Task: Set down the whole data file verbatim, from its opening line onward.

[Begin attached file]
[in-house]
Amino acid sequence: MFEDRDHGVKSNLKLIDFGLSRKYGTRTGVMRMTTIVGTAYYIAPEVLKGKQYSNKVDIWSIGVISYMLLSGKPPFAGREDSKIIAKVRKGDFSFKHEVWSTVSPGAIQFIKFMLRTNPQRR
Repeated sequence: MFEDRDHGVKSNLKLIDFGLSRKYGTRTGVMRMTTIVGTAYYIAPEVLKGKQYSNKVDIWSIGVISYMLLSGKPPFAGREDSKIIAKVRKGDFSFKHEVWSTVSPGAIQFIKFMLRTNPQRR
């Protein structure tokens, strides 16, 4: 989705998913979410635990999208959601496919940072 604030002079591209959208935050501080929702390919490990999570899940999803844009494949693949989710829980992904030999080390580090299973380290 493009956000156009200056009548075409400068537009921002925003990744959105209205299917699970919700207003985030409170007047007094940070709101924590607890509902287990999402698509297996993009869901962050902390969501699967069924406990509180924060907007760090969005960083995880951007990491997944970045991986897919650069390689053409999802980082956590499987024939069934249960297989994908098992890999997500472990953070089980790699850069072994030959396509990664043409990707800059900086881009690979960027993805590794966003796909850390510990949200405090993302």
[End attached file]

[in-house]
Amino acid sequence: MFEDRDHGVKSNLKLIDFGLSRKYGTRTGVMRMTTIVGTAYYIAPEVLKGKQYSNKVDIWSIGVISYMLLSGKPPFAGREDSKIIAKVRKGDFSFKHEVWSTVSPGAIQFIKFMLRTNPQRR
Repeated sequence: MFEDRDHGVKSNLKLIDFGLSRKYGTRTGVMRMTTIVGTAYYIAPEVLKGKQYSNKVDIWSIGVISYMLLSGKPPFAGREDSKIIAKVRKGDFSFKHEVWSTVSPGAIQFIKFMLRTNPQRR
């Protein structure tokens, strides 16, 4: 989705998913979410635990999208959601496919940072 604030002079591209959208935050501080929702390919490990999570899940999803844009494949693949989710829980992904030999080390580090299973380290 493009956000156009200056009548075409400068537009921002925003990744959105209205299917699970919700207003985030409170007047007094940070709101924590607890509902287990999402698509297996993009869901962050902390969501699967069924406990509180924060907007760090969005960083995880951007990491997944970045991986897919650069390689053409999802980082956590499987024939069934249960297989994908098992890999997500472990953070089980790699850069072994030959396509990664043409990707800059900086881009690979960027993805590794966003796909850390510990949200405090993302």